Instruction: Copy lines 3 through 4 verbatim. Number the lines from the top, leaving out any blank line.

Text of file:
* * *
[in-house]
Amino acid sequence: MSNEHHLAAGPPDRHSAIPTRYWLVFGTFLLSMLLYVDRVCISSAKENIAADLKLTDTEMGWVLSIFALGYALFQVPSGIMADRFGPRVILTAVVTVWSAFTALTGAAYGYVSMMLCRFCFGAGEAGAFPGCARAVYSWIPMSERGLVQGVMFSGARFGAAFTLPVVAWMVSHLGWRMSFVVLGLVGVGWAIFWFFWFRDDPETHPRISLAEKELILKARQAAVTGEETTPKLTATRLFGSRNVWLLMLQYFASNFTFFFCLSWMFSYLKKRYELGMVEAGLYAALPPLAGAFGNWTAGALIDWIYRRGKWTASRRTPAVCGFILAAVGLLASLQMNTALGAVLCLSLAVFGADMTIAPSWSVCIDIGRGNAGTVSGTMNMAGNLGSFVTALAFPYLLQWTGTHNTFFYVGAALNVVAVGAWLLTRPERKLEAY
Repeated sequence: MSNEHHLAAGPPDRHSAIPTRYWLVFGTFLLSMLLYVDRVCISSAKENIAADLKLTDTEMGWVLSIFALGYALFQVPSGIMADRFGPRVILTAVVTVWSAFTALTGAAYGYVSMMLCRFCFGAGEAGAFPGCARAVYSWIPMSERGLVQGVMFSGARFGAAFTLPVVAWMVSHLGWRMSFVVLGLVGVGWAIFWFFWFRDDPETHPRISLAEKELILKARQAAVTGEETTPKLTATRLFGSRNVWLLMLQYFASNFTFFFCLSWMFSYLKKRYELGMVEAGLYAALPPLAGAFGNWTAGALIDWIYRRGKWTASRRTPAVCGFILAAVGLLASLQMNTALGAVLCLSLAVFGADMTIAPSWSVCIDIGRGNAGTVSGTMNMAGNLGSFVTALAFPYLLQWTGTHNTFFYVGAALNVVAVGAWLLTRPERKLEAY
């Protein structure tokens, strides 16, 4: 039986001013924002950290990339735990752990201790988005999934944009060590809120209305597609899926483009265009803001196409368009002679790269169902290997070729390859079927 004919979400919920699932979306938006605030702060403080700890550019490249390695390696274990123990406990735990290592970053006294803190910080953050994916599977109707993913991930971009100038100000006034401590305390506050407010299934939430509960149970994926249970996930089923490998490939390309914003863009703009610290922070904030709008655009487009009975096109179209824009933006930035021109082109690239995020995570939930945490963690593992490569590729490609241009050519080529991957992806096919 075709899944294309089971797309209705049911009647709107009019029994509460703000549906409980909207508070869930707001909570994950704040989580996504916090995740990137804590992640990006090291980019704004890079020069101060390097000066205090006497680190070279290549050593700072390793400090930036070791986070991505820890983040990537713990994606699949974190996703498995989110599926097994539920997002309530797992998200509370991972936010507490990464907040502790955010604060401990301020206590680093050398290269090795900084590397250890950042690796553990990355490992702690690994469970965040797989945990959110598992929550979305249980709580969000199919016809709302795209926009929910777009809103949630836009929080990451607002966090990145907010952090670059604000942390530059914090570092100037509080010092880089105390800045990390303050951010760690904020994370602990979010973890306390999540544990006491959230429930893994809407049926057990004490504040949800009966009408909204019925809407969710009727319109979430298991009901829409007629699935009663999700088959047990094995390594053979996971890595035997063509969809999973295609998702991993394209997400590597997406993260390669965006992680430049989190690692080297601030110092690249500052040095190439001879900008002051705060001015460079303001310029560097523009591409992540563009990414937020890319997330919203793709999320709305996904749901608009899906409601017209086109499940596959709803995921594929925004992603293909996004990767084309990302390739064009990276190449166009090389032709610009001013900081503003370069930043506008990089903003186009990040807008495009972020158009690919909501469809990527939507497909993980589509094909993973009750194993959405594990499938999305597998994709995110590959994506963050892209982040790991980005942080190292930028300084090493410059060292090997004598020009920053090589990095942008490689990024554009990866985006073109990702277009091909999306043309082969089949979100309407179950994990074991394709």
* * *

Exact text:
Repeated sequence: MSNEHHLAAGPPDRHSAIPTRYWLVFGTFLLSMLLYVDRVCISSAKENIAADLKLTDTEMGWVLSIFALGYALFQVPSGIMADRFGPRVILTAVVTVWSAFTALTGAAYGYVSMMLCRFCFGAGEAGAFPGCARAVYSWIPMSERGLVQGVMFSGARFGAAFTLPVVAWMVSHLGWRMSFVVLGLVGVGWAIFWFFWFRDDPETHPRISLAEKELILKARQAAVTGEETTPKLTATRLFGSRNVWLLMLQYFASNFTFFFCLSWMFSYLKKRYELGMVEAGLYAALPPLAGAFGNWTAGALIDWIYRRGKWTASRRTPAVCGFILAAVGLLASLQMNTALGAVLCLSLAVFGADMTIAPSWSVCIDIGRGNAGTVSGTMNMAGNLGSFVTALAFPYLLQWTGTHNTFFYVGAALNVVAVGAWLLTRPERKLEAY
């Protein structure tokens, strides 16, 4: 039986001013924002950290990339735990752990201790988005999934944009060590809120209305597609899926483009265009803001196409368009002679790269169902290997070729390859079927 004919979400919920699932979306938006605030702060403080700890550019490249390695390696274990123990406990735990290592970053006294803190910080953050994916599977109707993913991930971009100038100000006034401590305390506050407010299934939430509960149970994926249970996930089923490998490939390309914003863009703009610290922070904030709008655009487009009975096109179209824009933006930035021109082109690239995020995570939930945490963690593992490569590729490609241009050519080529991957992806096919 075709899944294309089971797309209705049911009647709107009019029994509460703000549906409980909207508070869930707001909570994950704040989580996504916090995740990137804590992640990006090291980019704004890079020069101060390097000066205090006497680190070279290549050593700072390793400090930036070791986070991505820890983040990537713990994606699949974190996703498995989110599926097994539920997002309530797992998200509370991972936010507490990464907040502790955010604060401990301020206590680093050398290269090795900084590397250890950042690796553990990355490992702690690994469970965040797989945990959110598992929550979305249980709580969000199919016809709302795209926009929910777009809103949630836009929080990451607002966090990145907010952090670059604000942390530059914090570092100037509080010092880089105390800045990390303050951010760690904020994370602990979010973890306390999540544990006491959230429930893994809407049926057990004490504040949800009966009408909204019925809407969710009727319109979430298991009901829409007629699935009663999700088959047990094995390594053979996971890595035997063509969809999973295609998702991993394209997400590597997406993260390669965006992680430049989190690692080297601030110092690249500052040095190439001879900008002051705060001015460079303001310029560097523009591409992540563009990414937020890319997330919203793709999320709305996904749901608009899906409601017209086109499940596959709803995921594929925004992603293909996004990767084309990302390739064009990276190449166009090389032709610009001013900081503003370069930043506008990089903003186009990040807008495009972020158009690919909501469809990527939507497909993980589509094909993973009750194993959405594990499938999305597998994709995110590959994506963050892209982040790991980005942080190292930028300084090493410059060292090997004598020009920053090589990095942008490689990024554009990866985006073109990702277009091909999306043309082969089949979100309407179950994990074991394709």